Everyone is not an altruist; however that does not disempower anybody from becoming one. It is about our inner conditioning and sincere intent behind the actions we do. Try and get into the mode; it is not too tall a task. Ultimately it is 'human calling'.
Altruism and its roots
Altruism is an unselfish act that results in a higher quality of life both materially and spiritually. It involves taking actions to help others. Even a simple act of giving one’s lunch to a hungry homeless child, at the cost of remaining hungry is considered an altruistic act. Research suggests that the thought of being able to have a human connection makes one behave more altruistically. Simultaneously, the thought of not belonging to a group acts as a barrier to altruism, even developing a feeling of hostility.
Psychologists have long debated that some people are just born with a natural tendency to help others while some people may be influenced by genetics. While all altruistic acts have a strong social intent, not all social behaviours are completely altruistic. We might help others for a variety of reasons such as guilt, obligation, and duty or even for rewards. People are more likely to help those who are blood relatives because it will increase the odds of gene transmission to future generations, thus ensuring the continuation of shared genes. The more closely the individuals are related, the more likely they are to help each other.
Altruism and you
An act of altruism makes our life exciting and beneficial in many ways. Helping others makes us feel good. The act promotes physiological changes in the brain that are linked with happiness. It improves our support networks and encourages us to be more active. This improves our self- esteem. It creates a sense of belonging and reduces our sense of loneliness. We can make new friends and connect with our community. Altruism also helps us develop a healthy perspective on circumstances. Helping individuals, who are less fortunate than ourselves, changes our outlook and makes us feel more positive. Acts of altruism makes the world a happier one, contributing to a more positive community. In fact, the more we do for others, the more we do for ourselves. An act of goodness will last long after the act itself, for both the doer and the receiver.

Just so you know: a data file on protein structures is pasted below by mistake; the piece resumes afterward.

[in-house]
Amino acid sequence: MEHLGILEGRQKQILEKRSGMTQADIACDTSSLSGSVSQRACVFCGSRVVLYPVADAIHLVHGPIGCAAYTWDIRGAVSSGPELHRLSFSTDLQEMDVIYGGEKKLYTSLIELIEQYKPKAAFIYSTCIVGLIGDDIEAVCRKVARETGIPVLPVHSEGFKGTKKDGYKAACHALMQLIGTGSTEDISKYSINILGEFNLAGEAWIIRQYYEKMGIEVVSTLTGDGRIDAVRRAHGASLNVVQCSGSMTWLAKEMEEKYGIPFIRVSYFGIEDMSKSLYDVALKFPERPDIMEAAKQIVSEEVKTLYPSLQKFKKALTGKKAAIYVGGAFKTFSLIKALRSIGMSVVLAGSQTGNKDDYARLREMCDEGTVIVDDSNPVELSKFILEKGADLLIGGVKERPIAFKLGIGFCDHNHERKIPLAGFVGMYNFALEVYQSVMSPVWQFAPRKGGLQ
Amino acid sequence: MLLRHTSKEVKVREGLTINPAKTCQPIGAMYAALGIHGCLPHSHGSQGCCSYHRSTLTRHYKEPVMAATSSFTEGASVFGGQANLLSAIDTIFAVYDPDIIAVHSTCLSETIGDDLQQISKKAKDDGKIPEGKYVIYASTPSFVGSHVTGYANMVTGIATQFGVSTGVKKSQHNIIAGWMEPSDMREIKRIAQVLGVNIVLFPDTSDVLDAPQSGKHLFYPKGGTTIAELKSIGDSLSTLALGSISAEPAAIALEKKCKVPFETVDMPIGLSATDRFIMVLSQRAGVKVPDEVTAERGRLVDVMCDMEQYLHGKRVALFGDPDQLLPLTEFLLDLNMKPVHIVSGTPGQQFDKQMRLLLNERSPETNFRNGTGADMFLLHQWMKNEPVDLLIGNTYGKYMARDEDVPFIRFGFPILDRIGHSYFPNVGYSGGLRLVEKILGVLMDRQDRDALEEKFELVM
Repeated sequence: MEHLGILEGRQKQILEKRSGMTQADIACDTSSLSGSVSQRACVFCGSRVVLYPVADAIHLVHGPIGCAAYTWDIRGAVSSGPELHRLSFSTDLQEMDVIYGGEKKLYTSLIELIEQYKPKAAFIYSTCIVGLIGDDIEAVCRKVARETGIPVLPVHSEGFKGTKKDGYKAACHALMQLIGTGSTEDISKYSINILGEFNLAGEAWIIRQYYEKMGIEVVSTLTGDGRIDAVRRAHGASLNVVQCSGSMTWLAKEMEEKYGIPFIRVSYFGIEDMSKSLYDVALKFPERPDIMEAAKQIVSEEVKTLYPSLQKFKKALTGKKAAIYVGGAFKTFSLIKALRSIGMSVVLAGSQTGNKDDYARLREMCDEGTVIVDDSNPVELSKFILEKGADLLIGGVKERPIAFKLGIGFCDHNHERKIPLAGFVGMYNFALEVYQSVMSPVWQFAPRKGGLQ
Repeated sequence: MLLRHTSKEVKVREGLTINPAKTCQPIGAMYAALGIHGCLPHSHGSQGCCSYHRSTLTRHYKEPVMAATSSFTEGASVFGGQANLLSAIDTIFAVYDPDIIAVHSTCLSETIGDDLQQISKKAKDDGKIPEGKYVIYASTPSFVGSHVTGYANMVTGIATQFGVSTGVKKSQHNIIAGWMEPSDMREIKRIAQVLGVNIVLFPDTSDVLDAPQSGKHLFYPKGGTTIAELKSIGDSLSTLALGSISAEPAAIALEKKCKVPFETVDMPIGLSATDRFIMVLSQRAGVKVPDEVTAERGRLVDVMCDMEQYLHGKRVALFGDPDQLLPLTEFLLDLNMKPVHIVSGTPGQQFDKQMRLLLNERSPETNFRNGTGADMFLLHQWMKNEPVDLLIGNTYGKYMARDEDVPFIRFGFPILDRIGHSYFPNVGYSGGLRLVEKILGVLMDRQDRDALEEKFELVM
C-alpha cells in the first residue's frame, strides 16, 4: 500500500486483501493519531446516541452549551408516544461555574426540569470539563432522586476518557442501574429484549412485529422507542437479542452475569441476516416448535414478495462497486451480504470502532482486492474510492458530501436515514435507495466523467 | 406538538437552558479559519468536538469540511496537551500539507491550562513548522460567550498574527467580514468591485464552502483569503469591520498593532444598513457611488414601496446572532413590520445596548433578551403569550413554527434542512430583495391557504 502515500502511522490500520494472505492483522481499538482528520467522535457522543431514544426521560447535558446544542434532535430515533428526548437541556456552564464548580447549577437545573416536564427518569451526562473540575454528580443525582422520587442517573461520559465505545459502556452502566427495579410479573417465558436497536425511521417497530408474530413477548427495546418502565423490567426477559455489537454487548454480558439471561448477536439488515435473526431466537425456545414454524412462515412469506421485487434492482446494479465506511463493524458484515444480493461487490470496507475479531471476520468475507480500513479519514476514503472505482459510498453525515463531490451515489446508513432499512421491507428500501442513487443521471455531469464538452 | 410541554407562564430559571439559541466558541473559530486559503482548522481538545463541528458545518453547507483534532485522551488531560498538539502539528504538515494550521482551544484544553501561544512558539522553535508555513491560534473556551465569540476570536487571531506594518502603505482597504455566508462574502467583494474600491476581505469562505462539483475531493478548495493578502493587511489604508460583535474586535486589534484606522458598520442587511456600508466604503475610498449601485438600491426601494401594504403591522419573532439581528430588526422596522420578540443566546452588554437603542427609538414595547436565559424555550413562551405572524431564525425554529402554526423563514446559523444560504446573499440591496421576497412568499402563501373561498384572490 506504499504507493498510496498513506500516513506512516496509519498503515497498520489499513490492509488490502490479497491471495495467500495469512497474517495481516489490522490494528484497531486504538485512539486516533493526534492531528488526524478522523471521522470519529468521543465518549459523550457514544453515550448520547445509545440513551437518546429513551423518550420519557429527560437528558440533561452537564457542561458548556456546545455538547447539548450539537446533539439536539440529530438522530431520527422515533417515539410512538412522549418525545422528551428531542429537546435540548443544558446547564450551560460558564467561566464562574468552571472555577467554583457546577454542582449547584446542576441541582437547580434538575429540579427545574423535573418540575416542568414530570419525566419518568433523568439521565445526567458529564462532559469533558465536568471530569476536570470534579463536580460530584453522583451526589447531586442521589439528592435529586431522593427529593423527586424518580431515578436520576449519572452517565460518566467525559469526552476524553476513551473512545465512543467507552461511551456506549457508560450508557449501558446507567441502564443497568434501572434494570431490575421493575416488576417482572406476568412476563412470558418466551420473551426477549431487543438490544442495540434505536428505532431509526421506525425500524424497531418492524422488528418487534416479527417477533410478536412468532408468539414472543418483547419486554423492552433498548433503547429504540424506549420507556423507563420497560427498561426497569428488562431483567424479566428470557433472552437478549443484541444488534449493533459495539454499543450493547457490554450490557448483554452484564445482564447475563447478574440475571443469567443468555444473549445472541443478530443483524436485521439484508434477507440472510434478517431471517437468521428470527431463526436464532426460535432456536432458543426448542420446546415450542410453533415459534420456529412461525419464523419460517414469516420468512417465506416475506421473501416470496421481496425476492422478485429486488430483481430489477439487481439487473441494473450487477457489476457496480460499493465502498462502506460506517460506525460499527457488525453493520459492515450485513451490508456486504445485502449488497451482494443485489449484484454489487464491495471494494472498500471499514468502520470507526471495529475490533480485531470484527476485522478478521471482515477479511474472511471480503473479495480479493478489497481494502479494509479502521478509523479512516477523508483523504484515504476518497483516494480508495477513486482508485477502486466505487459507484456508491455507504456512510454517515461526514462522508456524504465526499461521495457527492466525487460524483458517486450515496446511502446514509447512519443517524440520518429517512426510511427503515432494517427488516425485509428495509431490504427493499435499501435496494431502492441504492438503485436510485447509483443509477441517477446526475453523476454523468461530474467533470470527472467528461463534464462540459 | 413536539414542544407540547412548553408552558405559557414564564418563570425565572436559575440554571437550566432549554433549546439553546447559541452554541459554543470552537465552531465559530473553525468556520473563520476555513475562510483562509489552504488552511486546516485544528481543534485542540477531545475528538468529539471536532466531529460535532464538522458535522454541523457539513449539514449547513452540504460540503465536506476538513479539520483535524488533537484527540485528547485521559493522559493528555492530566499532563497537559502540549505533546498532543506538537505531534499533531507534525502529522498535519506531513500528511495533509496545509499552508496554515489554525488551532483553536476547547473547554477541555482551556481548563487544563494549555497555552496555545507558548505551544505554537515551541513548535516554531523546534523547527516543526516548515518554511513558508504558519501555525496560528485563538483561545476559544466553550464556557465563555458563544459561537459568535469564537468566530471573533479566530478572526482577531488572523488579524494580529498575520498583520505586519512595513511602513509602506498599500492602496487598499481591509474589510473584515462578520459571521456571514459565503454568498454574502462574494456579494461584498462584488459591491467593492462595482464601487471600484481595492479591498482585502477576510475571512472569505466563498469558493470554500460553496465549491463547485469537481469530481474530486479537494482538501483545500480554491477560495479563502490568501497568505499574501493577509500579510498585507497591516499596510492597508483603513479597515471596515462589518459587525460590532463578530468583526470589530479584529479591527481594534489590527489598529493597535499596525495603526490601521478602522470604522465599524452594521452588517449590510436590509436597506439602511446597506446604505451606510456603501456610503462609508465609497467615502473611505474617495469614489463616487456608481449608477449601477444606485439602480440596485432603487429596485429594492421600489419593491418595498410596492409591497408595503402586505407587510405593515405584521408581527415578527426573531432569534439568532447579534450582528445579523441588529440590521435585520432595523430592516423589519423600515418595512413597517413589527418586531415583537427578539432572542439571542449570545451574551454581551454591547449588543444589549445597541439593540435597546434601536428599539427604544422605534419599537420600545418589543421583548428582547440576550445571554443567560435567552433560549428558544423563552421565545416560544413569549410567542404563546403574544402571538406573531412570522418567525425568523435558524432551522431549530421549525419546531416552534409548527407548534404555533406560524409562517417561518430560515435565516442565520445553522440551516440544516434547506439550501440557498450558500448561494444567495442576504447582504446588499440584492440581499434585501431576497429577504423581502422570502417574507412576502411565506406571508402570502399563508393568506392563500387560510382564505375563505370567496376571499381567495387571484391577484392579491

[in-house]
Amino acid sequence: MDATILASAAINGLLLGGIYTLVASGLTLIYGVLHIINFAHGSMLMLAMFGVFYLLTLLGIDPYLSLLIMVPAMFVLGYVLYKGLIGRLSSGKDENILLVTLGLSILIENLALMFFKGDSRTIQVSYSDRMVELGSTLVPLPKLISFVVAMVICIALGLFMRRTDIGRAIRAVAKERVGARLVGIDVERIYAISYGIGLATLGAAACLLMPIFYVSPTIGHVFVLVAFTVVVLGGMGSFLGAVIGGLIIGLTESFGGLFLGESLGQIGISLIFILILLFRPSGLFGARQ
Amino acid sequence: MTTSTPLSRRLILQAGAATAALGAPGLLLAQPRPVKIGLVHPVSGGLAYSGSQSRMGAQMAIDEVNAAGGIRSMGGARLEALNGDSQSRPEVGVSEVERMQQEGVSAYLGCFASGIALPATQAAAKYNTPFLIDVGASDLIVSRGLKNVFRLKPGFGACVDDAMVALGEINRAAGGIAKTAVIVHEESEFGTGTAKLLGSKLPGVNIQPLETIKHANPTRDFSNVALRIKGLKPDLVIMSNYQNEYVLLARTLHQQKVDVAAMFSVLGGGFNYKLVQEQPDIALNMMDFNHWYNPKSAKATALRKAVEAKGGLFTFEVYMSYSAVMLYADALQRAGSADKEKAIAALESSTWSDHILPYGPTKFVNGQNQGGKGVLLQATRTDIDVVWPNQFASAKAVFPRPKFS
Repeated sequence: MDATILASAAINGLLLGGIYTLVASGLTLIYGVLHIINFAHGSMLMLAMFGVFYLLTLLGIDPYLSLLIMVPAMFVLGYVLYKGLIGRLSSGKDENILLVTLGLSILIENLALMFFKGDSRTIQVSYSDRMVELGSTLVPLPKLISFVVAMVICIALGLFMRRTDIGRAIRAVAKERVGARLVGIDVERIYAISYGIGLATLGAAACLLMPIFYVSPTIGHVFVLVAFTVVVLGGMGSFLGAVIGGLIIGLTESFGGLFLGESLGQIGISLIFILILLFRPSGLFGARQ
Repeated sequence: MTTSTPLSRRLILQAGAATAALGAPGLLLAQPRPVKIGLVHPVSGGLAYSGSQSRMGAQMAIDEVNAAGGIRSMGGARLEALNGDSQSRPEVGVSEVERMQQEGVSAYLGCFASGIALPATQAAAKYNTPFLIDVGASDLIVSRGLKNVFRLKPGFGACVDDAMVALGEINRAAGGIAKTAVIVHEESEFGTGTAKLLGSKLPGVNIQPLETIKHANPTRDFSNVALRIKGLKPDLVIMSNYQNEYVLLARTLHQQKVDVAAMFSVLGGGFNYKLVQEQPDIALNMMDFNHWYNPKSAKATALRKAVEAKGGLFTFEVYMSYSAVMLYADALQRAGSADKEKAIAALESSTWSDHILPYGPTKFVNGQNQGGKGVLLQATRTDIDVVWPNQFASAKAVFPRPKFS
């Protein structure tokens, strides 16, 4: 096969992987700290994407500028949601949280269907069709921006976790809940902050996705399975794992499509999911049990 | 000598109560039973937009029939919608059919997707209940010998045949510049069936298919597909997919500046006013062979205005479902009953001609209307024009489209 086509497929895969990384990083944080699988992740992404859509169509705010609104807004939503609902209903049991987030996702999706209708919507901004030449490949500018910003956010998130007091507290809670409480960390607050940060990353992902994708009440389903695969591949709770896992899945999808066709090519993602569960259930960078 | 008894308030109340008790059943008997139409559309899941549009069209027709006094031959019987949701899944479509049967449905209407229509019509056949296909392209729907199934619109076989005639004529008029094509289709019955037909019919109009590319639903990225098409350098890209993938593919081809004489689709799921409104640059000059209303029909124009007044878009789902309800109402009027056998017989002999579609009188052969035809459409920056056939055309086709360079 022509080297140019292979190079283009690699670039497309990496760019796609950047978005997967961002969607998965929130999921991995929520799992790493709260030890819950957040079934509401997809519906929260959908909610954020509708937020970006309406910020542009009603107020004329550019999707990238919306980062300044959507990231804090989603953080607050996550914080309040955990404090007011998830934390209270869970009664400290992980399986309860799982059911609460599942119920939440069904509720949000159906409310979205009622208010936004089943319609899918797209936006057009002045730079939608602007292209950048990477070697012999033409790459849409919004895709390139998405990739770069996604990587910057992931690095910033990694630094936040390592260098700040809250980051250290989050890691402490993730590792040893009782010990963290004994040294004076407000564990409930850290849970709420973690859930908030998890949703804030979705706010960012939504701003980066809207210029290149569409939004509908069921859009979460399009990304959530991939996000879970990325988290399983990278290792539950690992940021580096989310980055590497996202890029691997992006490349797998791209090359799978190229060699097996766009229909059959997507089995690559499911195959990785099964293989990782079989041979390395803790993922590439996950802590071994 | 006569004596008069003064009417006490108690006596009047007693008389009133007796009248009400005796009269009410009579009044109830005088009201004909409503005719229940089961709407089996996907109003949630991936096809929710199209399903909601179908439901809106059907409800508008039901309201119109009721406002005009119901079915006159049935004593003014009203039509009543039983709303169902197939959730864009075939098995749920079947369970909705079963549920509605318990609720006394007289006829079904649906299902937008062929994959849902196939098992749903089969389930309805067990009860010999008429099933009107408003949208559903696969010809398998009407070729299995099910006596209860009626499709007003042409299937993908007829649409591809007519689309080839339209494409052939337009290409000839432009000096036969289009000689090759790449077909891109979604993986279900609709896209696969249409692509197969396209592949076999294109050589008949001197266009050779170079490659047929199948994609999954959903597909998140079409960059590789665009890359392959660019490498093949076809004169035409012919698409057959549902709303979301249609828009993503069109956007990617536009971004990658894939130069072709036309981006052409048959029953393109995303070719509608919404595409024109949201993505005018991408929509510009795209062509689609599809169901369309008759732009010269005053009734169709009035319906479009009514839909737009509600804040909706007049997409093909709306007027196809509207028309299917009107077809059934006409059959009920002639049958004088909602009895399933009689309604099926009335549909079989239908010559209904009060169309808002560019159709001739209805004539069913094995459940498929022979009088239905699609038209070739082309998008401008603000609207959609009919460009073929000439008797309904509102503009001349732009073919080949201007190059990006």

People with altruistic mindset are able to empathize with others, and are able to understand others needs and are better equipped to help them. They are also compassionate, which motivates them to help others, even when it is difficult. Studies have found that altruists tend to have stronger social connections and a sense of purpose in life. Cultivating an altruistic mindset can be beneficial not only for individuals but also for society as a whole. Altruistic behaviour can lead to greater social cohesion and cooperation, which can help to address social malaise such as poverty and inequality.
Can you become an altruist?
Some argue that altruism is a fundamental human trait, while others argue that it is a learned behaviour. Abigail Marsh, a professor of Psychology at Georgetown University, points out that altruistic people have a larger amygdala than the average. She also states that altruists exhibited a common trait, humility. Another theory suggests that children who are exposed to an altruistic environment are more likely to develop an altruistic mindset. An altruistic mindset can inspire others to do the same, creating a positive feedback loop of kindness and generosity. An altruist act transforms us, making us happier, more fulfilled and healthier in mind and body.
About the authors
The article has been contributed by the following students from Don Bosco Senior Secondary School, Vaduthala: A.R.Remya Das and Ryan Lijoe Chittissery.